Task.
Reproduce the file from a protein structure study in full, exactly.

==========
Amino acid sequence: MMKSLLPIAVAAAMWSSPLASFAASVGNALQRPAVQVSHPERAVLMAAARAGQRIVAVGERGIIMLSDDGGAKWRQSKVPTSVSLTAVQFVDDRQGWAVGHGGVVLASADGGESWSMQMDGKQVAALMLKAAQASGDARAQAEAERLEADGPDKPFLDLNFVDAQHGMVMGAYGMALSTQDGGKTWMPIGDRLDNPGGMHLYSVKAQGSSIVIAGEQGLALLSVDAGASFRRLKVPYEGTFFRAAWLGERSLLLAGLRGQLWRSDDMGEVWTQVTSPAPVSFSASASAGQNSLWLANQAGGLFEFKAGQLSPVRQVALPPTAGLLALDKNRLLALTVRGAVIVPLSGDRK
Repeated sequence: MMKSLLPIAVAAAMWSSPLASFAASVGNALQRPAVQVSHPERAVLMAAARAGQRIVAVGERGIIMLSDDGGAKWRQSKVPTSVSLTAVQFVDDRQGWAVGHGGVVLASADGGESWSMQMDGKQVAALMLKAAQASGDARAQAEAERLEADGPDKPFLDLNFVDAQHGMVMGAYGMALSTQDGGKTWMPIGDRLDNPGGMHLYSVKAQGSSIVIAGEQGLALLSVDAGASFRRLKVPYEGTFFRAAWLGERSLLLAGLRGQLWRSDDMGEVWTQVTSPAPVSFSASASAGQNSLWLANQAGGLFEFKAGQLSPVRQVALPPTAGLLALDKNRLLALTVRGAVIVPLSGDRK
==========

Amino acid sequence: MMKSLLPIAVAAAMWSSPLASFAASVGNALQRPAVQVSHPERAVLMAAARAGQRIVAVGERGIIMLSDDGGAKWRQSKVPTSVSLTAVQFVDDRQGWAVGHGGVVLASADGGESWSMQMDGKQVAALMLKAAQASGDARAQAEAERLEADGPDKPFLDLNFVDAQHGMVMGAYGMALSTQDGGKTWMPIGDRLDNPGGMHLYSVKAQGSSIVIAGEQGLALLSVDAGASFRRLKVPYEGTFFRAAWLGERSLLLAGLRGQLWRSDDMGEVWTQVTSPAPVSFSASASAGQNSLWLANQAGGLFEFKAGQLSPVRQVALPPTAGLLALDKNRLLALTVRGAVIVPLSGDRK
Repeated sequence: MMKSLLPIAVAAAMWSSPLASFAASVGNALQRPAVQVSHPERAVLMAAARAGQRIVAVGERGIIMLSDDGGAKWRQSKVPTSVSLTAVQFVDDRQGWAVGHGGVVLASADGGESWSMQMDGKQVAALMLKAAQASGDARAQAEAERLEADGPDKPFLDLNFVDAQHGMVMGAYGMALSTQDGGKTWMPIGDRLDNPGGMHLYSVKAQGSSIVIAGEQGLALLSVDAGASFRRLKVPYEGTFFRAAWLGERSLLLAGLRGQLWRSDDMGEVWTQVTSPAPVSFSASASAGQNSLWLANQAGGLFEFKAGQLSPVRQVALPPTAGLLALDKNRLLALTVRGAVIVPLSGDRK